As worship leaders we serve as guides. We can take the safe, pleasant, straight and flat path or we can chose something more challenging. The flat path is known and even relaxing; you can enjoy your environment without exerting much energy. The challenging path requires all our senses; it makes us feel alive, and gets the adrenaline pumping. It offers great vistas, many rewards, but yet demands work; it isn’t easy. I think in general churches need a mix of the two sometimes in the same service. There are times for stability and there are times for challenges.
If you find it challenging to modernize your worship, what words of encouragement or advice can we give you? Ask away.
The person behind the mixing board is the invisible member of the worship team, every bit as integral as singers or drummers or even leaders. So it’s important to get the right person for the job.
At the Calvin Symposium on Worship today, the suggestion was made for a repository of worship visuals and ideas for visuals be created. A place to show and tell what we did and why — for inspiration and, if permission is granted, for borrowing. Worth doing?
Jamie Smith recently gave a lecture in which he said that repentance and assurance in worship are remarkable formative practices that are indispensable to the Christian life. He noted that on Oprah, we can find a form of assurance ("you're o.k.," "just be yourself"), while our shopping mall elicits shame or anxiety in all of us ("none of us measure up to the standards of the good life projected there.")
I have learned a lot from Mark Charles. Mark is a veteran blogger and a long-time CRC member, who writes very thoughtful pieces on cross-cultural exchanges, especially for members of the church, from his home in Window Rock, Arizona. This piece is the fruit of Mark’s trip to Siberia for a gathering about culturally relevant worship practices. I especially like Mark’s honesty about the unsettling quality of encountering worship practices that are new to us.
Your Lenten season will likely involve special worship efforts. Therefore, your worship planning will certainly require many decisions that involve advance planning and preparation. To help you anticipate these decisions, we list a number of questions and issues here.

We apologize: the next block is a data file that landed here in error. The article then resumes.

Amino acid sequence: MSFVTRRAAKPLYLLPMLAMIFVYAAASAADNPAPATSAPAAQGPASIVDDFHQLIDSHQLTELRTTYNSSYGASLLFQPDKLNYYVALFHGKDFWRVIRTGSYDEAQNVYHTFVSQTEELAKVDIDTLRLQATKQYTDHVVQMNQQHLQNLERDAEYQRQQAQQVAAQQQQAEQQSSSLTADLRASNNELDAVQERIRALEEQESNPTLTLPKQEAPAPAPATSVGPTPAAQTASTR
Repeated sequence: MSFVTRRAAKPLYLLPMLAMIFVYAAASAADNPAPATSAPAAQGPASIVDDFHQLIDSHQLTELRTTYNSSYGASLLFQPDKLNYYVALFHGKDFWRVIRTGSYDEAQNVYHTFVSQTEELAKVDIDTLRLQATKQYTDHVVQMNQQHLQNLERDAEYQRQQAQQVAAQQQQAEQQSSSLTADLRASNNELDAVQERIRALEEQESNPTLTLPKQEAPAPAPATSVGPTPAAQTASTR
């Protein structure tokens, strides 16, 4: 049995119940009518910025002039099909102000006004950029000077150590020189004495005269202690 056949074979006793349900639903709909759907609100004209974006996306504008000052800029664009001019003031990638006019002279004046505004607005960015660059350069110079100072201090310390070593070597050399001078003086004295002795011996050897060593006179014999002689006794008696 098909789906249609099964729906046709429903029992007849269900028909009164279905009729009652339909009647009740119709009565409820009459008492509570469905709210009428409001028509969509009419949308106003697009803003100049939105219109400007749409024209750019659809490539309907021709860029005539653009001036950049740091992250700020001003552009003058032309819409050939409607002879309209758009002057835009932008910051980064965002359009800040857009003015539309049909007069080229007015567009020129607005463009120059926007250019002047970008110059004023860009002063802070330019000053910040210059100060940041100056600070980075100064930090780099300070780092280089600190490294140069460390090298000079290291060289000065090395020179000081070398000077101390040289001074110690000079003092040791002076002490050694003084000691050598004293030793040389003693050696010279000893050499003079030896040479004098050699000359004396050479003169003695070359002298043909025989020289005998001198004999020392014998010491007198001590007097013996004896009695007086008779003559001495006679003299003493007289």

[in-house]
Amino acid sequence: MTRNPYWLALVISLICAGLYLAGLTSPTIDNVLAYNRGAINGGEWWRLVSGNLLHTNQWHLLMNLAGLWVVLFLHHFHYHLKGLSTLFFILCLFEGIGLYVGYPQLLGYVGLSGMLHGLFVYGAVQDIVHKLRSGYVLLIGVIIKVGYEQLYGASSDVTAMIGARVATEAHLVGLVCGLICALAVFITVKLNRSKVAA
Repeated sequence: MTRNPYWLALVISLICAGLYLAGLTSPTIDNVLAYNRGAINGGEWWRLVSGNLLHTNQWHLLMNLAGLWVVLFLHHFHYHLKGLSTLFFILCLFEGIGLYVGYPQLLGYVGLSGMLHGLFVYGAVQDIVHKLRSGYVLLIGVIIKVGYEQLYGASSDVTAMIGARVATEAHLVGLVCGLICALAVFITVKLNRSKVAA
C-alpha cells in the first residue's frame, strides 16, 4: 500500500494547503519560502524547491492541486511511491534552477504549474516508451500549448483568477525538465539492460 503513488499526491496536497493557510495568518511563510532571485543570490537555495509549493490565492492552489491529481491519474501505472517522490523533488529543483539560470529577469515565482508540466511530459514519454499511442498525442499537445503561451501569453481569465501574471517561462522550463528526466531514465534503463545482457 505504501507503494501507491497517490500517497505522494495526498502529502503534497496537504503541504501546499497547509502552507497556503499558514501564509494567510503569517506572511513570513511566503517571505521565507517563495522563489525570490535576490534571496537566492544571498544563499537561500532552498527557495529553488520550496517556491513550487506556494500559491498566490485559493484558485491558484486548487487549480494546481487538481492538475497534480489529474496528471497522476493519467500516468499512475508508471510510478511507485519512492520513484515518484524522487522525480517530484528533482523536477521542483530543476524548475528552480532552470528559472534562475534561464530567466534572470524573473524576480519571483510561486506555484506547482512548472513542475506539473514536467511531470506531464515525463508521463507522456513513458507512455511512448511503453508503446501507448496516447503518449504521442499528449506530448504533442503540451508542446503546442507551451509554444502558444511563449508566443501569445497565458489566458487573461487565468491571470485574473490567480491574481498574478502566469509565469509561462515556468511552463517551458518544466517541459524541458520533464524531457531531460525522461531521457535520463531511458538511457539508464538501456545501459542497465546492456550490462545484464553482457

If you’re wondering whether projected technology is all it can be in your congregation’s worship, maybe it’s time to rethink your approach.
What if you could find five people in your congregation, perhaps each representing a different decade (one child, one teen, one thirty-something, one fifty-something, one-eighty something)to tell you what single Psalm verse best expresses the praise and thanks that they personally long to offer God. The results are likely to be inspiring. Someone might choose a verse from Psalm 150, another a verse from Psalm 30, another a verse from Psalm 63.
What does this arrangement say about who or what is most important in worship? What does it convey about how or whether people in the seats or pews take part in worship? What does it imply about who calls you to or leads worship?
The following is an emerging draft of all of the worship-related resources provided by the Christian Reformed Church and its agencies and educational institutions—and easy place to gain access to the audio files, bulletin covers, liturgies, videos, and publications that worship planners and leaders need to do their work well.
How can this service faithfully and imaginatively bring this scriptural text alive? How can the service invite the meaningful participation of everyone present? How can we serve as the prophets and priests for our community at worship? Planning worship is more a pastoral task than a logistical task.
Churches are constantly navigating the copyright maze when they use music, other print resources, and videos. Each medium has slightly different laws regulating it. Here is some information to help you.
Just as the types of prayers will include a great deal of variety, so should the methods in which we pray represent a variety. Perhaps if we suggest an admittedly incomplete listing of some different methods, it will stimulate your ideas, discussions, and planning.
In the interest of making Scripture reading in worship more interesting, noteworthy, and formative, we offer some suggestions for worship planners to consider.
Here are a sampling of key themes that might be near the center of attention for worship leaders in all styles and types of congregations.